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Open AccessFeature PaperReview Milk’s Role as an Epigenetic Regulator in Health and Disease
Diseases 2017, 5(1), 12; doi:10.3390/diseases5010012
Received: 7 January 2017 / Revised: 2 March 2017 / Accepted: 7 March 2017 / Published: 15 March 2017
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Abstract
It is the intention of this review to characterize milk’s role as an epigenetic regulator in health and disease. Based on translational research, we identify milk as a major epigenetic modulator of gene expression of the milk recipient. Milk is presented as an
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It is the intention of this review to characterize milk’s role as an epigenetic regulator in health and disease. Based on translational research, we identify milk as a major epigenetic modulator of gene expression of the milk recipient. Milk is presented as an epigenetic “doping system” of mammalian development. Milk exosome-derived micro-ribonucleic acids (miRNAs) that target DNA methyltransferases are implicated to play the key role in the upregulation of developmental genes such as FTO, INS, and IGF1. In contrast to miRNA-deficient infant formula, breastfeeding via physiological miRNA transfer provides the appropriate signals for adequate epigenetic programming of the newborn infant. Whereas breastfeeding is restricted to the lactation period, continued consumption of cow’s milk results in persistent epigenetic upregulation of genes critically involved in the development of diseases of civilization such as diabesity, neurodegeneration, and cancer. We hypothesize that the same miRNAs that epigenetically increase lactation, upregulate gene expression of the milk recipient via milk-derived miRNAs. It is of critical concern that persistent consumption of pasteurized cow’s milk contaminates the human food chain with bovine miRNAs, that are identical to their human analogs. Commercial interest to enhance dairy lactation performance may further increase the epigenetic miRNA burden for the milk consumer. Full article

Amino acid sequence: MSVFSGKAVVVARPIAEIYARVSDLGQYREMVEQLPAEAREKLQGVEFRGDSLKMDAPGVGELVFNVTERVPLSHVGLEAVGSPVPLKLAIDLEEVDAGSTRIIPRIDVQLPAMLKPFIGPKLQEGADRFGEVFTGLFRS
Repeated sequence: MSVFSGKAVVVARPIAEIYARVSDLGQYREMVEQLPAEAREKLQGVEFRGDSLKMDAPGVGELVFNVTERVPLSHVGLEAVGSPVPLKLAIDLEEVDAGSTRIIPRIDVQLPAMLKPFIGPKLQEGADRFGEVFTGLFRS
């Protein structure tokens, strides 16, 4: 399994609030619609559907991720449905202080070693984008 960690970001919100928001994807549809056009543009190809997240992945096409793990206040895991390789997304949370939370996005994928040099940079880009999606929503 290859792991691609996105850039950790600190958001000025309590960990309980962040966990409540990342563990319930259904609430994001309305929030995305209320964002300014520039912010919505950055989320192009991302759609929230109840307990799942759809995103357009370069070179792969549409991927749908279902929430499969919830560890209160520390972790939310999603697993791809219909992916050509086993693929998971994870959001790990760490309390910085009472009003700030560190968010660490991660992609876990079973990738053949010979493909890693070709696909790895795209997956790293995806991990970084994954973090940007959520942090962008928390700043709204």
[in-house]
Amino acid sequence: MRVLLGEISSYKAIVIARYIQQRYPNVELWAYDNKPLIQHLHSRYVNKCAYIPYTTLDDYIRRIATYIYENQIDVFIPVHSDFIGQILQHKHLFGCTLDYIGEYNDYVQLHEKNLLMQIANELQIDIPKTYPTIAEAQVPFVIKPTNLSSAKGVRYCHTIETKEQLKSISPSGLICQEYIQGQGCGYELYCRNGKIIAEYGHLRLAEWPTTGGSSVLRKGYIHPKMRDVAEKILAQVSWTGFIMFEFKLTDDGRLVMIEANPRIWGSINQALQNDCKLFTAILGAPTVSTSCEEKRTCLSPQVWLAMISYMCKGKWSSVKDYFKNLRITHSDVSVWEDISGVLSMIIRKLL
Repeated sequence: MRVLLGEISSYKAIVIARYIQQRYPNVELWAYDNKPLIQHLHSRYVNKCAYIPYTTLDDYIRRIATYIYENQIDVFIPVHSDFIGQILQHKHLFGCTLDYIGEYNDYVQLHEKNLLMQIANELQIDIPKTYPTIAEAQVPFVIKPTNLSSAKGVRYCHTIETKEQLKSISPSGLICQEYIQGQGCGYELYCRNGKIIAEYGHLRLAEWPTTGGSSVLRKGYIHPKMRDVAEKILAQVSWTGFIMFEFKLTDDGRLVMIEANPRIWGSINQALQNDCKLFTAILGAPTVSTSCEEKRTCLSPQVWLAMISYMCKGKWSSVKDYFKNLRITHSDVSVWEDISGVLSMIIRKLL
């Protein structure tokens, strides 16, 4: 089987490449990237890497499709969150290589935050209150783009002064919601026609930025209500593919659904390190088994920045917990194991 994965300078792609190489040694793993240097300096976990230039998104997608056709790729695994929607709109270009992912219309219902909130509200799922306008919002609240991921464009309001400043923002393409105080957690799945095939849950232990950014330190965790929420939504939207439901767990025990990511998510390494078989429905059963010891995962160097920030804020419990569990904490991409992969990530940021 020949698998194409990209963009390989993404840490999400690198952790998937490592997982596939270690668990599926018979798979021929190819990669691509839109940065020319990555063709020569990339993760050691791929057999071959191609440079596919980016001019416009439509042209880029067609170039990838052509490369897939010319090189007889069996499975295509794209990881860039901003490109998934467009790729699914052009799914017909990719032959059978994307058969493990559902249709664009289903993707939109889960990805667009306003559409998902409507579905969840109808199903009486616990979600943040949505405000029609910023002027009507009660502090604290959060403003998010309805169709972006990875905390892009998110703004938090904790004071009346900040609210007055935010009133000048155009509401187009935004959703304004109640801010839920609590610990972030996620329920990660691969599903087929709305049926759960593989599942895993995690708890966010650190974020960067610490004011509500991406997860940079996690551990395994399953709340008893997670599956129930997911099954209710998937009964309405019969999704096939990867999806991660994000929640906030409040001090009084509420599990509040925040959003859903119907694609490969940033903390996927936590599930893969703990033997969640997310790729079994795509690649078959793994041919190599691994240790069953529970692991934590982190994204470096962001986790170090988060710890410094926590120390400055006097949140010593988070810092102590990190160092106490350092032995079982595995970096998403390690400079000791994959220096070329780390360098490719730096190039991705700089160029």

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Open AccessReview Targeting H19, an Imprinted Long Non-Coding RNA, in Hepatic Functions and Liver Diseases
Diseases 2017, 5(1), 11; doi:10.3390/diseases5010011
Received: 10 January 2017 / Accepted: 3 March 2017 / Published: 8 March 2017